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Prevention Institute

Prevention Institute E-Alert: January 26, 2016

Paper Distills Learnings from Healthy, Equitable, Active Land Use (HEALU) Network Summit

A new Prevention Institute (PI) brief shares key learnings from a recent summit in Los Angeles (LA) to discuss tools and strategies for supporting healthy community development without displacing current residents. The October meeting of policymakers, funders, academics, practitioners, and resident activists added a strong health frame to the ongoing conversation in LA on gentrification and displacement.

PI facilitates LA’s HEALU Network, whose members represent multiple sectors and complementary approaches (active transportation, parks, affordable housing, safe routes to school, environmental law, public health, and more), from grassroots organizing to community development to strategic policy advocacy. In LA, as in many places, low-income communities of color have not received the same level of investments or innovations in healthy, equitable, and active land uses that have benefited higher-income neighborhoods.

As detailed in the new brief, Healthy Development without Displacement: A Summit of the Healthy, Equitable, Active Land Use (HEALU) Network, the forced, involuntary, and serial displacement of communities serves to widen health disparities and amplify health inequities. Many families are forced to move to undesirable locations, into overcrowded conditions, or need to work more hours to make up for an increase in rent. As a result, they are often more susceptible to several chronic diseases and illnesses such as cancer, asthma, diabetes, and cardiovascular disease. Commercial corridors fair no better, often experiencing the first wave of displacement, which adversely affects both employees and the community as a whole.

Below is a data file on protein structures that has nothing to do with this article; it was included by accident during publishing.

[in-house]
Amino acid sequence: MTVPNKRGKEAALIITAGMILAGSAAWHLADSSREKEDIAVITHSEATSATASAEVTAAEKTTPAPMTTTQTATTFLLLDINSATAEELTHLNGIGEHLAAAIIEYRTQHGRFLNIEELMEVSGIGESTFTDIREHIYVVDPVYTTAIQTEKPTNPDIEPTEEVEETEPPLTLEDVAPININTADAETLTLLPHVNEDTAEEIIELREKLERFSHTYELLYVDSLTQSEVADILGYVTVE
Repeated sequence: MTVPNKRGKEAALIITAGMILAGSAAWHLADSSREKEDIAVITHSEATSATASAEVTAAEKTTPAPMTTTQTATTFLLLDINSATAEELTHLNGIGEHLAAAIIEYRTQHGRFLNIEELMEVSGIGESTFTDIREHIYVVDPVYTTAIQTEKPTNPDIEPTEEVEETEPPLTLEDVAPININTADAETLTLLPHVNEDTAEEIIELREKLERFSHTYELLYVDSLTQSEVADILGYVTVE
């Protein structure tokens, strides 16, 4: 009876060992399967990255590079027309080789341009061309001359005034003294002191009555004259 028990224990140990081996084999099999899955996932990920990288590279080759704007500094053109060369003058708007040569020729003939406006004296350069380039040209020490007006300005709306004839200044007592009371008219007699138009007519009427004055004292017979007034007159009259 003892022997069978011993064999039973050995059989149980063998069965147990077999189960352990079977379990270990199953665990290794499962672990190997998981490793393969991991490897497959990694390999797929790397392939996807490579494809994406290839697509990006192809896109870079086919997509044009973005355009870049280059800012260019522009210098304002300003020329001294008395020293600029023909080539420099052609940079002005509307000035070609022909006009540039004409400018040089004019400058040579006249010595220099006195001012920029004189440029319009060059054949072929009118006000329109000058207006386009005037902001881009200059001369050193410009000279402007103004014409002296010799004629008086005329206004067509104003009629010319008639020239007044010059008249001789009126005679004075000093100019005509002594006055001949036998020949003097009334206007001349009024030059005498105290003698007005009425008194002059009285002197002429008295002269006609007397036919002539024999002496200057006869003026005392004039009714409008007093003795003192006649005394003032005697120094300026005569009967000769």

The HEALU summit brief highlights local initiatives that are bringing health-promoting development to the city’s low-income communities; identifies ways that “healthy communities” initiatives can promote equity and prevent displacement; and explores linkages between the health community and groups working on affordable housing and anti-displacement. It recommends that local initiatives must be mindful of—and unified with—affordable housing and anti-displacement efforts to ensure healthy, sustainable development that benefits low-income communities of color. Without proper protections in place, “healthy communities” initiatives like increasing access to rail transit, bike lanes, parks, and healthy foods could be precursors to gentrification, and this can lead to unhealthy, forced displacement of longtime residents and businesses.

In LA—and across the country—there is a great deal of momentum around creating safe and healthy communities for all, as reflected in the City’s recently adopted “Plan for a Heathy Los Angeles” and “Mobility Plan 2035”, “Vision Zero,” LA Metro’s “Transit Oriented Communities,” and the Mayor’s “Great Streets Initiative”.

The future direction of how communities are planned and designed makes it all the more imperative to understand the historical and current nexus of gentrification, displacement and health. To create strategies that achieve healthy development without displacement moving forward, all parties will need to be increasingly thoughtful and collaborate across the various silos working on the built environment and land use.

Preventing Violence Through Deliberate Land Use Strategies

PI’s new paper, Community Safety by Design: Preventing Violence through Land Use, outlines concrete steps to better integrate effective violence prevention strategies into land-use decisions.

THRIVE Supports Youth Action in California

Read PI’s post on the Office of Minority Health’s blog describing how one California community used THRIVE to engage youth in making their community safer for pedestrians and young people. 

Moving From Understanding to Action on Health Equity

PI’s new report, Moving From Understanding to Action on Health Equity: Social Determinants of Health Frameworks and THRIVE, presents an overview of Social Determinants of Health (SDOH) frameworks and discusses how our updated THRIVE tool has incorporated the field's collective knowledge on SDOH.

How Multiple Sectors Prevent Violence

For a comprehensive analysis of the roles of multiple sectors in addressing the risk and resilience factors for violence, and how these sectors can collaborate using our Collaboration Multiplier tool, read here.

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